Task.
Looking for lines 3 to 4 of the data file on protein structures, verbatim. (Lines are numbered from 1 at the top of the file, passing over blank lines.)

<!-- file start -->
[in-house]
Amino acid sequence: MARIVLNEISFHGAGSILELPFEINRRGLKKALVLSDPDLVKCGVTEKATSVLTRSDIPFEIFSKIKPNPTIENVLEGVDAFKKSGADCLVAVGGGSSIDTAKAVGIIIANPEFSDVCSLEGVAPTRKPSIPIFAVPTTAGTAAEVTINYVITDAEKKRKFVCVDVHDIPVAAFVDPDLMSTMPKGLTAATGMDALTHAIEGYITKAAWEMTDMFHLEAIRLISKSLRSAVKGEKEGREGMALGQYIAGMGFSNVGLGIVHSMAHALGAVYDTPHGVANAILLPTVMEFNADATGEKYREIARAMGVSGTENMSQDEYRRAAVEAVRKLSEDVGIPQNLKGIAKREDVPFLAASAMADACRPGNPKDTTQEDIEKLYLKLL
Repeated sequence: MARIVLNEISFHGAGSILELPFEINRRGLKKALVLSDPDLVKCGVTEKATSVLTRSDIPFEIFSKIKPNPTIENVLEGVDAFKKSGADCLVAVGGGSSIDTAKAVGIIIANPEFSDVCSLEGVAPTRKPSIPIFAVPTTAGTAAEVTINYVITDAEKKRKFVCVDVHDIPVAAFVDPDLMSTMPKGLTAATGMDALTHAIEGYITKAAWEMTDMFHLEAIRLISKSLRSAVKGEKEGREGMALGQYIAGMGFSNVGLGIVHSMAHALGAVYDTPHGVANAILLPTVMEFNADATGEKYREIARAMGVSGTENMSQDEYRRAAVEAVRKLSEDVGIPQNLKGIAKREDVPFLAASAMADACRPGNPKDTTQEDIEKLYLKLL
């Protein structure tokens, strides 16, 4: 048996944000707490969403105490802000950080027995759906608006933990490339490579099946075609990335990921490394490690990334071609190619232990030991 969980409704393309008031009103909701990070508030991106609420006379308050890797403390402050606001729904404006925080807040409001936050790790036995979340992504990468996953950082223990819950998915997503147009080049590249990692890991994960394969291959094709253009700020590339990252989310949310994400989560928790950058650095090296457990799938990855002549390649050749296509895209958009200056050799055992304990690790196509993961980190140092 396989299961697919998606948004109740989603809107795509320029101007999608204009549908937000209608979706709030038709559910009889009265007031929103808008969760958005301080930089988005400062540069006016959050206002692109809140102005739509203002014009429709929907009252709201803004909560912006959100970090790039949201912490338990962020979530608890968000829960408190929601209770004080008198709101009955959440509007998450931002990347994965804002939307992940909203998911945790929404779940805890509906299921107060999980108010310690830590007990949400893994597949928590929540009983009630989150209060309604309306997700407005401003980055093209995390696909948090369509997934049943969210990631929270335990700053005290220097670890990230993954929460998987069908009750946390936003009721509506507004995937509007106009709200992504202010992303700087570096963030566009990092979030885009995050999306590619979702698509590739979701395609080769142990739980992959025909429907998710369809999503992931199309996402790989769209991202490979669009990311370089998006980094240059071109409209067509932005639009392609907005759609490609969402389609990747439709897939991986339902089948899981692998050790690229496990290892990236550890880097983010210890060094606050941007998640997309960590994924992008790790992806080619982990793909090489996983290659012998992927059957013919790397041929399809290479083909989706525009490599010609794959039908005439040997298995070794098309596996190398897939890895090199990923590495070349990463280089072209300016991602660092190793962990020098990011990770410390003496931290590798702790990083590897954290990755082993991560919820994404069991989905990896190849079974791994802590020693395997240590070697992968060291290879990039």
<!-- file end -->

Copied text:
Repeated sequence: MARIVLNEISFHGAGSILELPFEINRRGLKKALVLSDPDLVKCGVTEKATSVLTRSDIPFEIFSKIKPNPTIENVLEGVDAFKKSGADCLVAVGGGSSIDTAKAVGIIIANPEFSDVCSLEGVAPTRKPSIPIFAVPTTAGTAAEVTINYVITDAEKKRKFVCVDVHDIPVAAFVDPDLMSTMPKGLTAATGMDALTHAIEGYITKAAWEMTDMFHLEAIRLISKSLRSAVKGEKEGREGMALGQYIAGMGFSNVGLGIVHSMAHALGAVYDTPHGVANAILLPTVMEFNADATGEKYREIARAMGVSGTENMSQDEYRRAAVEAVRKLSEDVGIPQNLKGIAKREDVPFLAASAMADACRPGNPKDTTQEDIEKLYLKLL
């Protein structure tokens, strides 16, 4: 048996944000707490969403105490802000950080027995759906608006933990490339490579099946075609990335990921490394490690990334071609190619232990030991 969980409704393309008031009103909701990070508030991106609420006379308050890797403390402050606001729904404006925080807040409001936050790790036995979340992504990468996953950082223990819950998915997503147009080049590249990692890991994960394969291959094709253009700020590339990252989310949310994400989560928790950058650095090296457990799938990855002549390649050749296509895209958009200056050799055992304990690790196509993961980190140092 396989299961697919998606948004109740989603809107795509320029101007999608204009549908937000209608979706709030038709559910009889009265007031929103808008969760958005301080930089988005400062540069006016959050206002692109809140102005739509203002014009429709929907009252709201803004909560912006959100970090790039949201912490338990962020979530608890968000829960408190929601209770004080008198709101009955959440509007998450931002990347994965804002939307992940909203998911945790929404779940805890509906299921107060999980108010310690830590007990949400893994597949928590929540009983009630989150209060309604309306997700407005401003980055093209995390696909948090369509997934049943969210990631929270335990700053005290220097670890990230993954929460998987069908009750946390936003009721509506507004995937509007106009709200992504202010992303700087570096963030566009990092979030885009995050999306590619979702698509590739979701395609080769142990739980992959025909429907998710369809999503992931199309996402790989769209991202490979669009990311370089998006980094240059071109409209067509932005639009392609907005759609490609969402389609990747439709897939991986339902089948899981692998050790690229496990290892990236550890880097983010210890060094606050941007998640997309960590994924992008790790992806080619982990793909090489996983290659012998992927059957013919790397041929399809290479083909989706525009490599010609794959039908005439040997298995070794098309596996190398897939890895090199990923590495070349990463280089072209300016991602660092190793962990020098990011990770410390003496931290590798702790990083590897954290990755082993991560919820994404069991989905990896190849079974791994802590020693395997240590070697992968060291290879990039």